July 17, 2006


Boston wonders: Is Big Dig fixable? (Donna Leinwand and Dennis Cauchon, 7/17/06, USA TODAY)

Boston residents endured years of upheaval and detours to get a highway system touted as an urban planning breakthrough. The Big Dig took ugly, congested, elevated highways that divided the city and moved traffic into tunnels and onto an attractive new bridge.

When the project neared completion two years ago, Boston was ready to embrace it. Residents spoke glowingly of a 15-minute zip across town to Logan International Airport.

A single traffic fatality changed that.

It would have been a breakthrough if they'd gotten rid of the roads in the first place.

Posted by Orrin Judd at July 17, 2006 8:00 AM

People don't belong in cities. But as long as they are stuck living in cities, you shouldn't begrudge them the freedom that their cars provide.

Posted by: Daran at July 17, 2006 8:10 AM


Posted by: oj at July 17, 2006 8:20 AM

Being bonded to the car still beats being a slave lashed to public transport.

Posted by: Daran at July 17, 2006 8:49 AM

They're lashed to their feet. They can choose a master if they wish to be slaves.

Posted by: oj at July 17, 2006 9:02 AM

Get rid of the cars and let our cities complete the transformation to being identical to their European counterparts.

Posted by: Raoul Ortega at July 17, 2006 9:37 AM

Ike adopted the Highway system from the Nazis.

Posted by: oj at July 17, 2006 9:42 AM

If nothing else, the Big Dig's problems at least seem to be putting the nails in the coffin for the Gowanus Project down in New York.

Posted by: John at July 17, 2006 10:30 AM

Well, something has to be done about the Gowanus. The elevated portions are a disaster, and have been for years, and are a drag on the neighborhoods, which are gentrifying as the professional classes move south from Pk Slope in search of more affordable housing.

They need to tear down the elevated portions and sink it below street level -- as it has always been south of 65th street as it feeds into the Verrazano. This does not mean making it a tunnel, just placing it in a deep cut.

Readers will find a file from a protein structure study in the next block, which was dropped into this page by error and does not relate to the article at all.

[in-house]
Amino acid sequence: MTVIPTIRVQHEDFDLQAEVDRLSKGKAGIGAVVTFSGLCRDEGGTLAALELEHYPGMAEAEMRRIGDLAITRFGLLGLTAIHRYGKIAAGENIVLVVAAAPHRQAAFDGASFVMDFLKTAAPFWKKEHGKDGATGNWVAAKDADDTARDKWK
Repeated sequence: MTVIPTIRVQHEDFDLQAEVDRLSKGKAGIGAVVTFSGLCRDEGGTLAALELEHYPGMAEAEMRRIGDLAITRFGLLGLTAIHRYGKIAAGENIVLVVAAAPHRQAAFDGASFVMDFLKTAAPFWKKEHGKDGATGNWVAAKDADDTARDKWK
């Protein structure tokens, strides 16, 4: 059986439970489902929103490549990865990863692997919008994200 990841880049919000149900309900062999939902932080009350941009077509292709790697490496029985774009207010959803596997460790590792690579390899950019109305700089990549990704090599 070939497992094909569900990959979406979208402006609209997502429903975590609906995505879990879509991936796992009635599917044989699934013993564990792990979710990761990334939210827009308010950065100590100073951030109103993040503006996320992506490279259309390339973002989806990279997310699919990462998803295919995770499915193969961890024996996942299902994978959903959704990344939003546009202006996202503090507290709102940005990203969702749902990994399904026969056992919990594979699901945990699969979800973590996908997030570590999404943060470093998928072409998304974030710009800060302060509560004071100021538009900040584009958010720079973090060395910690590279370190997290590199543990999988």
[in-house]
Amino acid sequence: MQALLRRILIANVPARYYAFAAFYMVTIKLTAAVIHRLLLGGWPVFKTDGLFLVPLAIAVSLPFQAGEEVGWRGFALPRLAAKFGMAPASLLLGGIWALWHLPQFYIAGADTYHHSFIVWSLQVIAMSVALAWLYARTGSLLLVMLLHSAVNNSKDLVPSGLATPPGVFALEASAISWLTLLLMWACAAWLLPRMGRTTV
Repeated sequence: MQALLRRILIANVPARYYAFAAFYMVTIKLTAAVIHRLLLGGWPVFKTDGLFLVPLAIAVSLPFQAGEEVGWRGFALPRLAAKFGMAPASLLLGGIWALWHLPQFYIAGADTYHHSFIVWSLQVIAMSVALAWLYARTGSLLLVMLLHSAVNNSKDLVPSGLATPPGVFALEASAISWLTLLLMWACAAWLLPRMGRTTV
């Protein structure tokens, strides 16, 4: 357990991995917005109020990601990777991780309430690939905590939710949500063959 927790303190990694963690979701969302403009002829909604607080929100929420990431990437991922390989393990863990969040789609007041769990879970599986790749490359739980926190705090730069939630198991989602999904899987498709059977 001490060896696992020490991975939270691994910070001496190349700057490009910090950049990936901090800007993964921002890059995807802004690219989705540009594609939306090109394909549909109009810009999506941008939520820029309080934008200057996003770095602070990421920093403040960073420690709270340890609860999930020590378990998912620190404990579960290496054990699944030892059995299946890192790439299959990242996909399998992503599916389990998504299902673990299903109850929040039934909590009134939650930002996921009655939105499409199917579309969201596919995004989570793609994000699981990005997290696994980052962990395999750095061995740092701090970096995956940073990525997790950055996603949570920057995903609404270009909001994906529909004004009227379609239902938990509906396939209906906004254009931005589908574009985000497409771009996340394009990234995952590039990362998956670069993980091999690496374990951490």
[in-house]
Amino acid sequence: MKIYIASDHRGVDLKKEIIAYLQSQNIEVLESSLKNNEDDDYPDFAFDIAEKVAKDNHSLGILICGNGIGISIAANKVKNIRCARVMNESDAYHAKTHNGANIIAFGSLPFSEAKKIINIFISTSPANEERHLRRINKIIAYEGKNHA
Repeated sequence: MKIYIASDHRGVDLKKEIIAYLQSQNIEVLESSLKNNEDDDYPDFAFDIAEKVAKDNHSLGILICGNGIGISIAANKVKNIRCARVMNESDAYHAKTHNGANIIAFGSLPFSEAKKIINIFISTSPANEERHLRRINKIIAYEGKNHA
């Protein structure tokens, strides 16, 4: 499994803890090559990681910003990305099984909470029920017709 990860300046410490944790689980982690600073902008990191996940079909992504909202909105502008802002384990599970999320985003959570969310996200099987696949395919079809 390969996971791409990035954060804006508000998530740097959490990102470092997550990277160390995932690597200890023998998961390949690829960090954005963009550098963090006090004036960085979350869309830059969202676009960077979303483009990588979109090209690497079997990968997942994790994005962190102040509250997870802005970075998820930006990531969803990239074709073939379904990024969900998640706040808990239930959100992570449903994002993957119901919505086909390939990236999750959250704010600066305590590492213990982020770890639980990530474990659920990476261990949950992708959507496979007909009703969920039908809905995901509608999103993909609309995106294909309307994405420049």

Posted by: Jim in Chicago at July 17, 2006 10:55 AM

So? The Nazis also loved their children, so is that a reason that we shouldn't? (That you brought them up shows you've run out of arguments and are resorting to trolling the comments of your own postings....)

Posted by: Raoul Ortega at July 17, 2006 11:15 AM

And since when did you change your name to Sean Whitcomb and become a spokesman for Seattle Police?

Seattle police spokesman Sean Whitcomb said the only exemptions from the 72-hour rule are for cars with valid state disability license plates or placards.

"In other areas, the law states that cars must be moved every 24 hours," Whitcomb said. "Seattle's ordinance was written to reflect the fact that many residents commute to work using alternate modes of transportation. Leaving your car at home is encouraged."

He said one solution is "to use your car twice a week to run errands or shop for groceries. A mile roundtrip is sufficient to give evidence that the car has been moved. Two miles per week is not an unreasonable burden for those wishing to preserve the environment and do their part to ease roadway congestion. If this is still too much, consider ditching the car altogether and consider one of the many other options available."

[Emphasis added]